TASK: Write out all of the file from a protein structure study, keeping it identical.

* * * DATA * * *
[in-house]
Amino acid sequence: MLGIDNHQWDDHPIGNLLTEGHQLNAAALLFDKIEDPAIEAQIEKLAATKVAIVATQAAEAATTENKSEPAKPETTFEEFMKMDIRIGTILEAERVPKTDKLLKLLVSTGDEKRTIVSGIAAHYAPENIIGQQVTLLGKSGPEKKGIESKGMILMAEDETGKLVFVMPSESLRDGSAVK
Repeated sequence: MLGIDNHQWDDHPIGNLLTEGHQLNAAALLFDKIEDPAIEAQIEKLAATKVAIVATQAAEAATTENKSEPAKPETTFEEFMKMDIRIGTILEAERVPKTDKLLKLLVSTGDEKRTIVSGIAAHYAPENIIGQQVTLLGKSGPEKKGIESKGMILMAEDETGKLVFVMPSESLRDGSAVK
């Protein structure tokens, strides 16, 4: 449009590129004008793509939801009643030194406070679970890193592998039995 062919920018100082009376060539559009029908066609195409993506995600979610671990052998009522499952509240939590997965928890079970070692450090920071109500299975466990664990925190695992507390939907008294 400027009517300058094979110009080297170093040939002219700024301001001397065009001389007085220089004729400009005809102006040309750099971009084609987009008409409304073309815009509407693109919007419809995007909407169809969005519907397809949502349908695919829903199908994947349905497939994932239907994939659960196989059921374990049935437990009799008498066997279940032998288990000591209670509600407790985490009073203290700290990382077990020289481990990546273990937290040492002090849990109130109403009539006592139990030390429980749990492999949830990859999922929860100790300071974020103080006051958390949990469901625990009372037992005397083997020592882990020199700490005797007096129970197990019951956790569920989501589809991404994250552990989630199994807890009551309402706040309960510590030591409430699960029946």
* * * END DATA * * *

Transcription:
[in-house]
Amino acid sequence: MLGIDNHQWDDHPIGNLLTEGHQLNAAALLFDKIEDPAIEAQIEKLAATKVAIVATQAAEAATTENKSEPAKPETTFEEFMKMDIRIGTILEAERVPKTDKLLKLLVSTGDEKRTIVSGIAAHYAPENIIGQQVTLLGKSGPEKKGIESKGMILMAEDETGKLVFVMPSESLRDGSAVK
Repeated sequence: MLGIDNHQWDDHPIGNLLTEGHQLNAAALLFDKIEDPAIEAQIEKLAATKVAIVATQAAEAATTENKSEPAKPETTFEEFMKMDIRIGTILEAERVPKTDKLLKLLVSTGDEKRTIVSGIAAHYAPENIIGQQVTLLGKSGPEKKGIESKGMILMAEDETGKLVFVMPSESLRDGSAVK
């Protein structure tokens, strides 16, 4: 449009590129004008793509939801009643030194406070679970890193592998039995 062919920018100082009376060539559009029908066609195409993506995600979610671990052998009522499952509240939590997965928890079970070692450090920071109500299975466990664990925190695992507390939907008294 400027009517300058094979110009080297170093040939002219700024301001001397065009001389007085220089004729400009005809102006040309750099971009084609987009008409409304073309815009509407693109919007419809995007909407169809969005519907397809949502349908695919829903199908994947349905497939994932239907994939659960196989059921374990049935437990009799008498066997279940032998288990000591209670509600407790985490009073203290700290990382077990020289481990990546273990937290040492002090849990109130109403009539006592139990030390429980749990492999949830990859999922929860100790300071974020103080006051958390949990469901625990009372037992005397083997020592882990020199700490005797007096129970197990019951956790569920989501589809991404994250552990989630199994807890009551309402706040309960510590030591409430699960029946």